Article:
The role of interpretation of history (completed)

It is the global multidisciplinary research project on the interpretation of history led by Gorana Ognjenovic, guest researcher at NCHR and research fellow at University of Oslo and Jasna Jozelic, HR Advisor and Dr.philos.candidate at NCHR. 

About the project

This project challenge decades of some superficial and selective rhetoric that came from different sides/political interests, foreign as well as domestic. In other words, our contributions are meant to fill in some of those black wholes that unfortunately got to see the daylight and lived long and prosperous lives determining the idea of what Tito’s Yugoslavia was, longer than should have been the case.

As the disintegration of Tito’s Yugoslavia into its successor states preceded, the power also decentralized and therefore a lot of information, previously unknown became available to the public. Today, it is possible to search in archives for documents, earlier unknown information, that can result in further developing of the knowledge about the Tito’s Yugoslavia. As a result, a more detailed and nuanced picture of what Yugoslavia was all about is slowly emerging throughout the academic research literature. After reading most of the literature published on the theme, we came to a conclusion that this volume needs to be organised in order to meet some mishaps and flaws in already existing descriptions, followed by a serious lack of detail and nuance in certain aspects of the descriptions already made. Examples being: some important details were still untold, some aspects of the narrative were selectively told and some descriptions of what we knew about who we were and what in the end happened, were simply wrong.

Why is the study of Tito’s Yugoslavia relevant today?

Repeating some of these questions in the light of the newly gained information based on documented facts are of great importance for the Yugoslav successor states in their current state of political independence from one another.

Neither the rise nor the fall of Tito’s Yugoslavia had occurred in a political vacuum.

In the end for various reasons it vanished more or less overnight in one of the worst bloodsheds ever seen in Europe. A bloodshed which, despite all international expectations and demands, seems not to be easy to either forget or forgive, especially in those areas of the formal Republic’s devastated by the conflict. All reconciliation studies show that the process of healing needs honesty about crimes committed and systematic positive action, which would provide conditions necessary for wounds to heal, of which unfortunately there is not much to be seen as yet.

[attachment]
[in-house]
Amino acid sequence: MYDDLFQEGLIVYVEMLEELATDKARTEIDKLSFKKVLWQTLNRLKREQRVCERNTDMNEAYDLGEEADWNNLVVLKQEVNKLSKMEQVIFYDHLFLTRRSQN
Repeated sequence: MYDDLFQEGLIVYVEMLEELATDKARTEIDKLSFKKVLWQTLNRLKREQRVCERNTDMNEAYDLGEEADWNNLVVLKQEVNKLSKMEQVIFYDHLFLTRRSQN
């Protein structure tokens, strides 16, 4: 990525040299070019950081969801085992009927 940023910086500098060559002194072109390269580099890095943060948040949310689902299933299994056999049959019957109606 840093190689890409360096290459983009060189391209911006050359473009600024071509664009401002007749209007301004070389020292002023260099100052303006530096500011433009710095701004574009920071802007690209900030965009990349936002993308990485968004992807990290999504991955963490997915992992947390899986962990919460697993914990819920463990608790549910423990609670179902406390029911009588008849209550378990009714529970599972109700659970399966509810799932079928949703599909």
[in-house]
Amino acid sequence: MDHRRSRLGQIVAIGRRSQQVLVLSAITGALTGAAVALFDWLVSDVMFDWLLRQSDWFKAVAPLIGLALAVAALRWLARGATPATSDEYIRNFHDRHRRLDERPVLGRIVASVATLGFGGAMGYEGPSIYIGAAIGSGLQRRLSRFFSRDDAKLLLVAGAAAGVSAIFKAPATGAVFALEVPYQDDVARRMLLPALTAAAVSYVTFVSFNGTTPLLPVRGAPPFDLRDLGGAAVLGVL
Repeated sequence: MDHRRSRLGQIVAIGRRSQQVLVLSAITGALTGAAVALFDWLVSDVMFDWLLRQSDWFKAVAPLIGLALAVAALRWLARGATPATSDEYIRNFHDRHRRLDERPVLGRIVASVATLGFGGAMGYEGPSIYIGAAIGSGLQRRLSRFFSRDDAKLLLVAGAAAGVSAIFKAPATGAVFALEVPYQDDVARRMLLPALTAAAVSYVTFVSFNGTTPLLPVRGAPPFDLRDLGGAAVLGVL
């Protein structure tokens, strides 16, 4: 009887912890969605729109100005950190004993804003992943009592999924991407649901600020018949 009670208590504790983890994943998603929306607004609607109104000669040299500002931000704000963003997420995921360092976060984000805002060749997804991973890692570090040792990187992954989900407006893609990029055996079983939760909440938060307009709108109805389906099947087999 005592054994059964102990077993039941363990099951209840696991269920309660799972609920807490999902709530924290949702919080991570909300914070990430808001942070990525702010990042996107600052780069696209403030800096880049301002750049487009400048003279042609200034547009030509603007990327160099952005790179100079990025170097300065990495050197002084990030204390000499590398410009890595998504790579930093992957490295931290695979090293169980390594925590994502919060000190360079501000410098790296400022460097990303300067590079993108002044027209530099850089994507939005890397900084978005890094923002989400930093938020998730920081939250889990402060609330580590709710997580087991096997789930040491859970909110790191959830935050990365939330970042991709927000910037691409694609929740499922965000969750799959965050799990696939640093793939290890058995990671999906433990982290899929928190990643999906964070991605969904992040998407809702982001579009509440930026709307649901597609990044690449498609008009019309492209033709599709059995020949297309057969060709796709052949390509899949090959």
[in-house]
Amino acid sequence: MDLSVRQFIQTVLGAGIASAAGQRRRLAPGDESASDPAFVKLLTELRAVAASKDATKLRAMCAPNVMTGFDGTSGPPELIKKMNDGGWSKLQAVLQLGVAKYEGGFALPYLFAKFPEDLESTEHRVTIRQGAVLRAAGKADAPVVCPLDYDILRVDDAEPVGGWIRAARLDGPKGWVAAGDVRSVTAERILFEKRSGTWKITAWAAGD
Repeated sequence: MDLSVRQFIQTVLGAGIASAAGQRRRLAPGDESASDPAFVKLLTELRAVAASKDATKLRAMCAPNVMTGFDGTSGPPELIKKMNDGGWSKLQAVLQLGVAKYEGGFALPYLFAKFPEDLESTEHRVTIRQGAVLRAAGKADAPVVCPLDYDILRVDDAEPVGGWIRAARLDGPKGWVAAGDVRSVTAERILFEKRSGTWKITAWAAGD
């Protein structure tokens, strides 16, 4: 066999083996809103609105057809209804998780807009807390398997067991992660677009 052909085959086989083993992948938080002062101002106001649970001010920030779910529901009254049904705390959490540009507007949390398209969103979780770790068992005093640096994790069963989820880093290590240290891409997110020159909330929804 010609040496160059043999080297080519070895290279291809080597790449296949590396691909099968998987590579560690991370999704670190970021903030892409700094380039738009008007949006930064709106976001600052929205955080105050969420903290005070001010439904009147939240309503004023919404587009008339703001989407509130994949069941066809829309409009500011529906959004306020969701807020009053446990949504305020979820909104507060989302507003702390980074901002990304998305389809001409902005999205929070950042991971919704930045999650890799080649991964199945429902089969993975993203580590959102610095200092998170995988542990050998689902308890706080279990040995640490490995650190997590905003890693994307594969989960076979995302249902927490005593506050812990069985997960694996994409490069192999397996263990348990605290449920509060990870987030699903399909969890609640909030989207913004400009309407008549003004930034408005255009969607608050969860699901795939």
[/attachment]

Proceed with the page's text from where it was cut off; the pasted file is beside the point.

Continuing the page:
The publication endorsements

”This book is a significant, bold, and timely contribution to studies of the former Yugoslavia. It illuminates complex and non-linear relationships between the former Yugoslav leader Josip Broz Tito and the society and people he led for more than four decades. The scope of the volume is massive and the topics covered are remarkably diverse. The contributors to this volume tell multiple untold stories about the region’s history. While many of the book’s topics are familiar, the chapters in the book add novel, often unexpected and dynamic aspects to these phenomena, thus weaving together a rich and intricate story. The end result is an innovative, multifaceted, and vibrant portrait of Josip Broz Tito and intricate Yugoslav historicities." Azra Hromadžić, Ass. Prof. at Maxwell School Syracuse University in USA, author of:  Citizens of an Empty Nation: Youth and Statemaking in the Postwar Bosnia-Herzegovina, (University of Pennsylvania Press, 2015)

"Building on the newly discovered archival material, these two multidisciplinary volumes offer a critical reevaluation of scholarship on Yugoslavia and its aftermath.  Authors offer a perspective free of both the orientalist and occidentalist interpretative baggage, trying instead to offer a substantive historical, political and sociological contribution to our understanding of a failed dream of a multinational South Slavic state." Marko Hoare is Ass. Prof. at Kingston University London, author of: 'The Bosnian Muslims in the Second World War' (Hurst and Oxford University Press, 2013)

”This fascinating collection of essays by an impressive team of scholars will become reguired reading for anyone interested in the still insufficiently researched and understood topic of Tito’s Yugoslavia.” Tomislav Longinović Professor of Slavic Languages and Literature, University of Winsconsin Madison, author of: Vampire Nation: Violence As Cultural Imaginary (Duke University Press, 2011.)

”New data, documents and emergence of silenced stories forces us to constantly reconsider what we thought we knew about past events and developments. The disintegration of the Yugoslav state may never be fully understood in all its complexity. To understand it better we need to know more about the time before, during and after its demise. This is why this book is important, timely and necessary.” Inger Skjelsbæk University of Oslo and PRIO in Norway, author of The Political Psychology of War Rape: Studies from Bosnia and Herzegovina (2011)  

Published Apr. 5, 2016 2:55 PM - Last modified Feb. 12, 2018 11:07 AM